I had so many family members involved in bands, often playing in bars and clubs. And I know from watching what happened that the music, not the lyrics, can induce people to act in ways they would not normally act. The band guys were often told which instrumental to play and how to play it when one of the members wanted to bed a woman.
At one time we were blessed to be part of a church with a pastor who had come out of the playing the bars, and then did basically what righteousdude2 describes for a time.
What he found was that yes, he could use that music to motivate people to come forward and profess salvation. Problem was, it usually didn't stick. The music had moved them into a given emotional experience for sure, but that isn't the same thing as God regenerating someone.
Had a profound effect on my understanding of acceptable and unacceptable means to use in evangelizing, and way more than music.
I would say music carries with it the potential for emotional manipulation, so should be used to tell about God and to praise God, which may or may not arouse emotions, but should never be used to intentionally work at leading to any specific emotional experience within Christianity or the church.
Nothing wrong with a good rousing march for the military, a good enjoyable clean foot stomping song, etc. Just wrong to use music to move people to an emotional high and call it salvation.
I lean towards music having a morality, but not a definite one. I guess you could call me a "light moraller". :laugh:
In all reality, it depends on your definition of "moral" and "amoral". I honestly believe that much of this argument comes down to semantics.
It is scientifically proven that music over a certain beats per minute (BPM) is actually addicting. Off the top of my head, I believe that the BPM where it becomes addicting is 200. To put that into perspective, the average BPM of music is 120 (2 counts per second). Handell's "Hallelujah" was written to be played at 72 BPM, although it is generally sang a little quicker (roughly 85 BPM).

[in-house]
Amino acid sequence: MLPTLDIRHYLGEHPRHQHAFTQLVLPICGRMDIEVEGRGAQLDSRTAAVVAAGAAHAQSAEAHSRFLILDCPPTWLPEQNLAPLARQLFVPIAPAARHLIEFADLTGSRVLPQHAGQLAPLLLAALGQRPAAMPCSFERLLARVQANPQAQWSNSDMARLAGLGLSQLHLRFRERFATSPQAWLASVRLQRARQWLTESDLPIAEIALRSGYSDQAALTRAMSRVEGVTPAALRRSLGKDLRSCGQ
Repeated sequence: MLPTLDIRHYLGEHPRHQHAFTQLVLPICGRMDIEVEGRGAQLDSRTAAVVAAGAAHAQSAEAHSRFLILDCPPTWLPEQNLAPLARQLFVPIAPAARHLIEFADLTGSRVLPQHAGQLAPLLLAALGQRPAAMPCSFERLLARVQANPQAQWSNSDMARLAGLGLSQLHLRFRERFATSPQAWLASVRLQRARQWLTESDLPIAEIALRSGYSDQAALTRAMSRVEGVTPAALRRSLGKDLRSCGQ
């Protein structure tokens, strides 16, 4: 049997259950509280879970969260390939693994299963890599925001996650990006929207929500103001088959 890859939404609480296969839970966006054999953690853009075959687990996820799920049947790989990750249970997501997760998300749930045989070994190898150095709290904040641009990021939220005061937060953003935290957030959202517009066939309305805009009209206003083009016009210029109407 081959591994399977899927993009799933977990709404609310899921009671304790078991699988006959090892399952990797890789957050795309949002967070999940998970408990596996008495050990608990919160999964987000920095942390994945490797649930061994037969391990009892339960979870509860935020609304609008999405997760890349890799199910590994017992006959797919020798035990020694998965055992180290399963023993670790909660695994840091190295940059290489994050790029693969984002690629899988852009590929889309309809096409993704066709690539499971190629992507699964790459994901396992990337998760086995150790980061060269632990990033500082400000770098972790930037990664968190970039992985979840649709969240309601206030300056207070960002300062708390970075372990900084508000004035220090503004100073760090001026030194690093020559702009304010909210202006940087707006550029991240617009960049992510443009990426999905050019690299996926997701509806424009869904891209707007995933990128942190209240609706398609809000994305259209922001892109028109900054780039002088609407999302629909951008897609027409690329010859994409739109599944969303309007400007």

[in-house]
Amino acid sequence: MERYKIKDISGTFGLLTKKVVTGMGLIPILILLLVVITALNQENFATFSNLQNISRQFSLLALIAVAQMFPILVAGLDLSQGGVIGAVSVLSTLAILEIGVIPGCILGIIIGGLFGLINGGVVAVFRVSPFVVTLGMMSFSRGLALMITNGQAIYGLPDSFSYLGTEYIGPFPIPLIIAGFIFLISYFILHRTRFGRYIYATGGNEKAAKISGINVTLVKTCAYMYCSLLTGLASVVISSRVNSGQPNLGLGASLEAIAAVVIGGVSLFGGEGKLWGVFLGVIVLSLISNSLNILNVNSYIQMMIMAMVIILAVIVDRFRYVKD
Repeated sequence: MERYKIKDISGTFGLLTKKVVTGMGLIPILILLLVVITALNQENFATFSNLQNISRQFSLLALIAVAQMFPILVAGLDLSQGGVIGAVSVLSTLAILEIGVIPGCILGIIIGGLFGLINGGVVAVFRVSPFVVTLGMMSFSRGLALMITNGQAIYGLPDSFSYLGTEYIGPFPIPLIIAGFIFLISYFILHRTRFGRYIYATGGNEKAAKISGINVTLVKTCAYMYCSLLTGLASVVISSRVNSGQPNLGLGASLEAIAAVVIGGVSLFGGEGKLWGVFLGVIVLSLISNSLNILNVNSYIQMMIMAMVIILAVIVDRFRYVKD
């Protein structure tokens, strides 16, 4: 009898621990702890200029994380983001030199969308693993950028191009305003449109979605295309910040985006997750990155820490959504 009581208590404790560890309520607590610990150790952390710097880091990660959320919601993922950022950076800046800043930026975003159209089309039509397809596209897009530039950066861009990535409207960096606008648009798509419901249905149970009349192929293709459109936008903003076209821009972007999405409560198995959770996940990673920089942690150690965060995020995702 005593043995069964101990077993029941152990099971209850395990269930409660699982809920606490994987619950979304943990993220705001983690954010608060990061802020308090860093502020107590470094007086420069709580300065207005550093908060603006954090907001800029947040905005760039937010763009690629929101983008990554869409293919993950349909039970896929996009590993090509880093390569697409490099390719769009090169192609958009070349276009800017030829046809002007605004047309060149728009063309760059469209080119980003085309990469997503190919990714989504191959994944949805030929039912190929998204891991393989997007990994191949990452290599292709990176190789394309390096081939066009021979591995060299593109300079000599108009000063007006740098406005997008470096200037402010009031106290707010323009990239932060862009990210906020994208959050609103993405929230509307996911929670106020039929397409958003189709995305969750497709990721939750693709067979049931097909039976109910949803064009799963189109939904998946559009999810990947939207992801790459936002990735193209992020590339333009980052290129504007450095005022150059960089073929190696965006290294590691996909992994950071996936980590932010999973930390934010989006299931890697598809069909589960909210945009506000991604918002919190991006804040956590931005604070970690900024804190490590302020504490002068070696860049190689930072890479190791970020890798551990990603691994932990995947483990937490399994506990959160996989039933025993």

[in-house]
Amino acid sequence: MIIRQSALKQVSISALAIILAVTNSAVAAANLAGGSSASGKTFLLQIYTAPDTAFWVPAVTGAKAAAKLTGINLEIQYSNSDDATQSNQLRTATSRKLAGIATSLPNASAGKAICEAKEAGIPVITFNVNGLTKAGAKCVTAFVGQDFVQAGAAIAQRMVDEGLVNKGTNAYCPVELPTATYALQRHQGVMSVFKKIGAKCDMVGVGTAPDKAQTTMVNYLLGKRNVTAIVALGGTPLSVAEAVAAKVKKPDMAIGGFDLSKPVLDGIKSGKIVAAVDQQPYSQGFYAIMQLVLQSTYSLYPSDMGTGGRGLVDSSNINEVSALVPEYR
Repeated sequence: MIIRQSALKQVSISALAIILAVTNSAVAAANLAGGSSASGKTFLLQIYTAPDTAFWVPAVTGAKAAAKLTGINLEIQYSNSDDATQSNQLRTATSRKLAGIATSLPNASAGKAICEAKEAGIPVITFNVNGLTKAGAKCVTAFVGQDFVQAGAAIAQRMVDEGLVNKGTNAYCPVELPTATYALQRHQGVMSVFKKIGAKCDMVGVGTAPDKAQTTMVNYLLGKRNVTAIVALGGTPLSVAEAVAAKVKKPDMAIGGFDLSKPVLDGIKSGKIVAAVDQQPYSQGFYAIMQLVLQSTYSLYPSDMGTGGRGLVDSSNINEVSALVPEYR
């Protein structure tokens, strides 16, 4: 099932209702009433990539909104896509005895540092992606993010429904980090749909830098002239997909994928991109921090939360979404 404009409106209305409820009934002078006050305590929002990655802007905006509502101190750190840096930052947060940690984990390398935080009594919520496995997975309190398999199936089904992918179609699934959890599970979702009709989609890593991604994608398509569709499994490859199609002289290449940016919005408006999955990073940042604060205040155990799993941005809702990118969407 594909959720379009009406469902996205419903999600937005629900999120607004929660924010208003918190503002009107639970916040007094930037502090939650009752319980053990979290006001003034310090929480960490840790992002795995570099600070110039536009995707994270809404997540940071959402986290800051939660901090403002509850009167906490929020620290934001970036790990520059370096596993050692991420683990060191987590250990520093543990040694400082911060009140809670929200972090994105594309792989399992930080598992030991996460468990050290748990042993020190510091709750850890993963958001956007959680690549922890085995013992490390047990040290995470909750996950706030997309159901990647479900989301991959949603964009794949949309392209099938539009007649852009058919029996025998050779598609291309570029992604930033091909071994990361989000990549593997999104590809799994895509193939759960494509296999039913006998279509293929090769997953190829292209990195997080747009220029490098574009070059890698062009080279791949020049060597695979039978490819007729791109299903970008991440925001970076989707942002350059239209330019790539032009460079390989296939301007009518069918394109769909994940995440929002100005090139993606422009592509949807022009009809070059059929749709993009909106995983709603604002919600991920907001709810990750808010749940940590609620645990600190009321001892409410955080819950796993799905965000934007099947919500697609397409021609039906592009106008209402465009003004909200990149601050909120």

It is also proven that music can affect one's mood. There's a reason that before going on missions in Iraq and Afghanistan the soldiers play heavy metal music, instead of classical. They want to get their adrenaline up, and be in high spirits (both an emotional and physical response to music).
Music can reflect an attitude. There's a reason the funeral dirge is what it is. There's a reason wedding music is what it is. It reflects the attitude and the tone of an event or person.
With all this being said, I do believe that music has a morality. Anyone who disagrees, I just assume that they are disagreeing with me semantically. After all, the above points I made cannot be refuted. And that, to me, is a morality. The argument is whether or not it is a morality, which is semantic.
There is also a deeper level of argument which goes into the physiological effects of music with a certain rhythm pattern, emphasis on certain beats, etc. I reject most of those arguments (because most of them are guilt by association arguments) and try to stick with concrete evidence.
As the piano player plays "Just as I am" please come forward to receive Christ, say's Billy Graham and the multitudes come forward. But wait, what if there wasn't any music or singing just as I am would there still be a response ?
The BG crusade I attended was back in the early 70's and Just as I Am was pretty simply rendered. No problem, especially since the gospel had been clearly preached before it began.
Problem comes when the rendering is used intentionally to manipulate. I've also been in evangelistic services where Just as I Am is done to death over and over with the preacher saying "we aren't gonna leave til someone comes forward as I know God is moving." Problem, but with the preacher and not the music.
And then I've played keyboard in church where the pastor deliberately used music to manipulate. Telling the musicians what tempo to use where to get this or that response. Asking for "some sad song in a minor key" at certain points to get people's emotions tender before asking for a response. Problem with the music.
So I would say straight forward renderings of any hymn, gospel song, etc are fine and dandy in church. Music that uses secular culture to engender a response has no place in the church. Let's not use seductive music to get folks to come forward, or marches to get them roused up to donate to the building fund, etc.
The Holy Spirit is still on the job and doesn't need our helpful manipulating.
Oh, how people do not understand the scriptures…
I'll be returning later with a sermon on this subject which was enjoyable as a classical musician, the stingiest type.